1964 in small town Washington state. Selma Jezková, a Czechoslovakian immigrant, and her preteen son Gene live in a rented trailer owned by and on the property of married Bill and Linda Houston, he the town sheriff. Beyond Bill and Linda, Selma has a small group of friends who look out for her, including her primary confidante, Kathy, with who she works, and Jeff who wants to be her boyfriend. Jeff regularly waits outside Selma's workplace long before the end of her shift to drive her home, despite she always refusing in not wanting to lead him on. Her primary job is working on the Anderson Tool factory assembly line, but she does whatever she can to earn money. What only Kathy knows among Selma's friends is that she is slowly going blind, her medical condition being genetic. Selma is barely able to see, just enough to do her job. Her primary reason for moving to the US and for working all the time is to earn enough money for an operation for Gene when he turns thirteen, he who ...Written by
On the soundtrack, all the additional vocals are done by the cast, except for "I've Seen It All", where Radiohead's Thom Yorke replaces Peter Stormare. Despite the song being omitted from the actual soundtrack, many fans of the film have entitled the song that Selma (Björk) sings as "The Next To Last Song" even though the song itself is actually an a cappella lyrical reworking of "New World", the seventh and final song on the soundtrack, and the song that plays during the closing credits. See more »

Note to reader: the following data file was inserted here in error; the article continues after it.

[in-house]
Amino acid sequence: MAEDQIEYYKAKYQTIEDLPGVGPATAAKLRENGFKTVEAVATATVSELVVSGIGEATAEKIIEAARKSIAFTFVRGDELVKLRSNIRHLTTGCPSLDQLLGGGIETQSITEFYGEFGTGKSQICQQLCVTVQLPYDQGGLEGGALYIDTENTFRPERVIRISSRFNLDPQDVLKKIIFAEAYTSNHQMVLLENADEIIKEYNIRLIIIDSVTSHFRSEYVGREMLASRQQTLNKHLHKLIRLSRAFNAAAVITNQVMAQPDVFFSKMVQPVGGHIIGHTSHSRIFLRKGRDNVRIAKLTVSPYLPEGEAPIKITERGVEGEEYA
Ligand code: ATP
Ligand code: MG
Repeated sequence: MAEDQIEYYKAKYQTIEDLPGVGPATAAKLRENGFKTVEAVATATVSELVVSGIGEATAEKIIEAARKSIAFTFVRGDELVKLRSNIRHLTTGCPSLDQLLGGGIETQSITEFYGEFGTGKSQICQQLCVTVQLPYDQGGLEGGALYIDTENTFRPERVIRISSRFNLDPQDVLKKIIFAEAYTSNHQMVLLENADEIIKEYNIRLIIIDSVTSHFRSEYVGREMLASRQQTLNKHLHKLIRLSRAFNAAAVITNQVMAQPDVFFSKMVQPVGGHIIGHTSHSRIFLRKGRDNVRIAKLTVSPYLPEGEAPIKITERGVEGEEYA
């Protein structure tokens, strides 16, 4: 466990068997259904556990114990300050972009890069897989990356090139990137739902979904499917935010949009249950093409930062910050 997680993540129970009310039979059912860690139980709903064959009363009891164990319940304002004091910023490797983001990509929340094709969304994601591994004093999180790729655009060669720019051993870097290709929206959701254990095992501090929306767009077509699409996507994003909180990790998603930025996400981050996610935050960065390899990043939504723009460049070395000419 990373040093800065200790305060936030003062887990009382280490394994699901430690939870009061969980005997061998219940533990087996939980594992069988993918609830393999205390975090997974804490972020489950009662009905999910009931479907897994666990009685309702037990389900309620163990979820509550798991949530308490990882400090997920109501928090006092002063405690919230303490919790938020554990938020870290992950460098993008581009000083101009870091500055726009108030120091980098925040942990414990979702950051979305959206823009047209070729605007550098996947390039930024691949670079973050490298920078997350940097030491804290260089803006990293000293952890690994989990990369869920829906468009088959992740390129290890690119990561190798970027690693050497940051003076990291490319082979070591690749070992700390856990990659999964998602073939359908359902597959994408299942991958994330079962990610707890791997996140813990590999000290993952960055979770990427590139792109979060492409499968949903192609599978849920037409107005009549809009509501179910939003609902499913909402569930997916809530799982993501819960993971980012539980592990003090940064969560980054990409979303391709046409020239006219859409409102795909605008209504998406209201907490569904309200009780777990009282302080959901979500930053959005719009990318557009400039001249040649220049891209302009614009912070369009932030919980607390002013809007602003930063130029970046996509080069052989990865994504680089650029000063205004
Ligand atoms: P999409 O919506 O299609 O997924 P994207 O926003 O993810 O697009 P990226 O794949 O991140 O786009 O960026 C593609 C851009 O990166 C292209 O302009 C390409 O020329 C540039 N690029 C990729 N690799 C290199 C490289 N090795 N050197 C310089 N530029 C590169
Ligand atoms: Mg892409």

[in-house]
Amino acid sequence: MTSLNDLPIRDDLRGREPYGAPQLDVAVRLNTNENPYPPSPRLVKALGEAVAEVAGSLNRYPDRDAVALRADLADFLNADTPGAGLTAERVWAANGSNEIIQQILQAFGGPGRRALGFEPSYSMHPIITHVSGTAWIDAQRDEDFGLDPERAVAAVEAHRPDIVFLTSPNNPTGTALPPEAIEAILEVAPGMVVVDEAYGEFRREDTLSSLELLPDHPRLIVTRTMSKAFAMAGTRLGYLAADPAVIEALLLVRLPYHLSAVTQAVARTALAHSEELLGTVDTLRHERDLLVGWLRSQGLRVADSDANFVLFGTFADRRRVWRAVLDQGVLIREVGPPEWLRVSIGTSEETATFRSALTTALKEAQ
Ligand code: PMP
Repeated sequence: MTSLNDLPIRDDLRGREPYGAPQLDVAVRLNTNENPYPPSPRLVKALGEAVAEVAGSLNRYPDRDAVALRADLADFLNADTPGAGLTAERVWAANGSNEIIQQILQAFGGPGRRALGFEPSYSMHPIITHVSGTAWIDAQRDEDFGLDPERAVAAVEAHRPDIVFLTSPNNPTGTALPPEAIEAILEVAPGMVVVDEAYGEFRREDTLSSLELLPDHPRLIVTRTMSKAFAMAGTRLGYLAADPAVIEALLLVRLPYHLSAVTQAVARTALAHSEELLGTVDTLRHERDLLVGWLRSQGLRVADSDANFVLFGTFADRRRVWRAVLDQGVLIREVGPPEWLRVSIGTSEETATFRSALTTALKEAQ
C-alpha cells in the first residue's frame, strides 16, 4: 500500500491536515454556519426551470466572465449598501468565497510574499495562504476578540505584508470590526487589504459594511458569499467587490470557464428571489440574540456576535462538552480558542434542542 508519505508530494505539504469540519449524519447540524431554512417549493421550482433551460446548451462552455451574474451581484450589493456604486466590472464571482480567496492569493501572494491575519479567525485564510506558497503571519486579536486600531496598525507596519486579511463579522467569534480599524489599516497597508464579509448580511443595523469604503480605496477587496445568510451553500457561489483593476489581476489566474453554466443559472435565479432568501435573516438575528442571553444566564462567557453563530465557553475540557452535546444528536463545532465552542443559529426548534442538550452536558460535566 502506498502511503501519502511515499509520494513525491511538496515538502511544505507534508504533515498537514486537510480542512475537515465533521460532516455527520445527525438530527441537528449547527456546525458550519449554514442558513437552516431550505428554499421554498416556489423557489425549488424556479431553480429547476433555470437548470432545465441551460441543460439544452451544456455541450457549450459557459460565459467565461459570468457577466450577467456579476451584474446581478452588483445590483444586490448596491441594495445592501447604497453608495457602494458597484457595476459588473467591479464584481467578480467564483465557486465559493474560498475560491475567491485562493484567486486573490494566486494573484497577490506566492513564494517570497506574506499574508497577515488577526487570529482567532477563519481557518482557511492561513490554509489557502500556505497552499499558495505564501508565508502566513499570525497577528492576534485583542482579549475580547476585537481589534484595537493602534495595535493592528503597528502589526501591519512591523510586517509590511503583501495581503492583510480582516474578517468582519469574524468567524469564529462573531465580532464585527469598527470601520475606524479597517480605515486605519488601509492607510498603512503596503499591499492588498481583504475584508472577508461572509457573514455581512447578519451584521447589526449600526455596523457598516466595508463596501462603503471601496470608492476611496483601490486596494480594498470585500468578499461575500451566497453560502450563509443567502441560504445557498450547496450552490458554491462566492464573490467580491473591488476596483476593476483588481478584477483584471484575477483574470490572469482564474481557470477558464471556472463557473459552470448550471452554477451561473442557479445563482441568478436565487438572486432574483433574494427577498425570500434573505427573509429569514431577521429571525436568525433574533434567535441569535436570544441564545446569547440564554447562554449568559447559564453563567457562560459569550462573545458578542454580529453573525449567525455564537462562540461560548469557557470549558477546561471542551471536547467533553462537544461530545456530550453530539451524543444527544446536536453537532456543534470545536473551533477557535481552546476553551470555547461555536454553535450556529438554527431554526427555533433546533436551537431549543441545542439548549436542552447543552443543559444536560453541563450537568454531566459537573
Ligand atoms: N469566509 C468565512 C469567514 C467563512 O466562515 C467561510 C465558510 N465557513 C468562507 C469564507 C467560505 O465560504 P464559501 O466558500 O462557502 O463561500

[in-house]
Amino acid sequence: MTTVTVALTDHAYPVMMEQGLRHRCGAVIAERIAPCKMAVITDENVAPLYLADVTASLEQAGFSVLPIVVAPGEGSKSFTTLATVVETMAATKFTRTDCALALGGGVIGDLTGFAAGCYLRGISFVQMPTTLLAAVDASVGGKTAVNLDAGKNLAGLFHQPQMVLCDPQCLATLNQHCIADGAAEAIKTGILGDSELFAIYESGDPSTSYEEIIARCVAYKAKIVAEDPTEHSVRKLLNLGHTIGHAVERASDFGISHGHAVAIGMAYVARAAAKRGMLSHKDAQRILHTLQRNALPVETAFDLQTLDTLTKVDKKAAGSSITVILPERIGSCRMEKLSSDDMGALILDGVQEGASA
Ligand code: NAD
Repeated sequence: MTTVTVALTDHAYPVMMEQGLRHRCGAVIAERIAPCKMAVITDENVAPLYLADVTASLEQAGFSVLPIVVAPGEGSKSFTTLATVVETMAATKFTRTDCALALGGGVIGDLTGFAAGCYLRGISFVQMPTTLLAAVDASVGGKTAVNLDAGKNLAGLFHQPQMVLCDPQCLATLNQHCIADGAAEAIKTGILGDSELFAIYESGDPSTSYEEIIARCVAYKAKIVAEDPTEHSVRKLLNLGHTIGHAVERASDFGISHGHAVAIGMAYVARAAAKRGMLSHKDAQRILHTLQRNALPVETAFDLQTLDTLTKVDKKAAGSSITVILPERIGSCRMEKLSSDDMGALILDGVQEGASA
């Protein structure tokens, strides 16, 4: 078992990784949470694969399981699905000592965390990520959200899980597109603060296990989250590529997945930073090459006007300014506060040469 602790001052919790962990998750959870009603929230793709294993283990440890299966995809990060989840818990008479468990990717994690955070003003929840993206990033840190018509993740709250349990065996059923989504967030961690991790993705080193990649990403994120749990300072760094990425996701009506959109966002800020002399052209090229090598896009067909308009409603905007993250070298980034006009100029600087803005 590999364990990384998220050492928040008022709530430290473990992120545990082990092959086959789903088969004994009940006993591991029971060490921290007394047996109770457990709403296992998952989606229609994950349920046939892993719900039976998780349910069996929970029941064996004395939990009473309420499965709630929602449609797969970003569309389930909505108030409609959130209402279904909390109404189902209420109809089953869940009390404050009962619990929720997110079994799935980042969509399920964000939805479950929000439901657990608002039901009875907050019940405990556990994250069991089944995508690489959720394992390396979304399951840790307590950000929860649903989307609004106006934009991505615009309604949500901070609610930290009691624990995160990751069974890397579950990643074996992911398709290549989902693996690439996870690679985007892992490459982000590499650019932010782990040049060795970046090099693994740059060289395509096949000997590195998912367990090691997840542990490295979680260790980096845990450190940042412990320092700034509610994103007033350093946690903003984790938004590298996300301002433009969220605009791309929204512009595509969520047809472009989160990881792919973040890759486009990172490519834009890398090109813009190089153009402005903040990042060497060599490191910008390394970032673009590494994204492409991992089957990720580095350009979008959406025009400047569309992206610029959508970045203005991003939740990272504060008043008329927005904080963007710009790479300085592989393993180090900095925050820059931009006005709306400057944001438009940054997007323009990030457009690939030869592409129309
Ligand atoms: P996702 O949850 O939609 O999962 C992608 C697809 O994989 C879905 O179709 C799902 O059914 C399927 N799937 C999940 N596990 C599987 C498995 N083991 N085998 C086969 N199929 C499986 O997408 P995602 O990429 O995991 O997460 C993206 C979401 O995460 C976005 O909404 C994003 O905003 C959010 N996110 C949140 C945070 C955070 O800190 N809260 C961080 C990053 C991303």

When Kathy shows up to help Selma on the night
shift, she is speaking, but her mouth is clearly not saying the words we hear. See more »
The original European version had the overture played in dimmed lighting before the curtains opened on the screen. However, Fine Line Features president Mark Ordesky informed director Lars von Trier that such an opening was unfeasible in U.S. theaters, since most American theaters don't have curtains and have electronic projection booths overseen by inexperienced staffers. Thus, von Trier filmed a visual accompaniment to go along with the overture in the U.S. release: a collage of paintings by Per Kirkeby, the artist/husband of producer Vibeke Windeløv. See more »
Dancer in the Dark haunted me. This film was an amazing view into the human mind as well as a tragic story of hopeless hope, betrayal by others, and still remaining true to yourself. Bjork produces an inspirational performance, of which one would never think she is not primarily an actress. Some of her moments in this film bring you to tears with their absolute honesty. The ensemble cast are a godsend as well. Peter Stormare, Catherine Denevue, and David Morse in particular. Morse, playing the most varied and difficult character, succeeds with apparent ease. The only complaint I had of the film is that it was slightly drawn out and slow paced. However, it is still spiked with moments of surprise that knock you so hard, you are pulled back in immediately. With an incredible closeness to these people, Dancer in the Dark will make you think and stretch your emotions to the limit.
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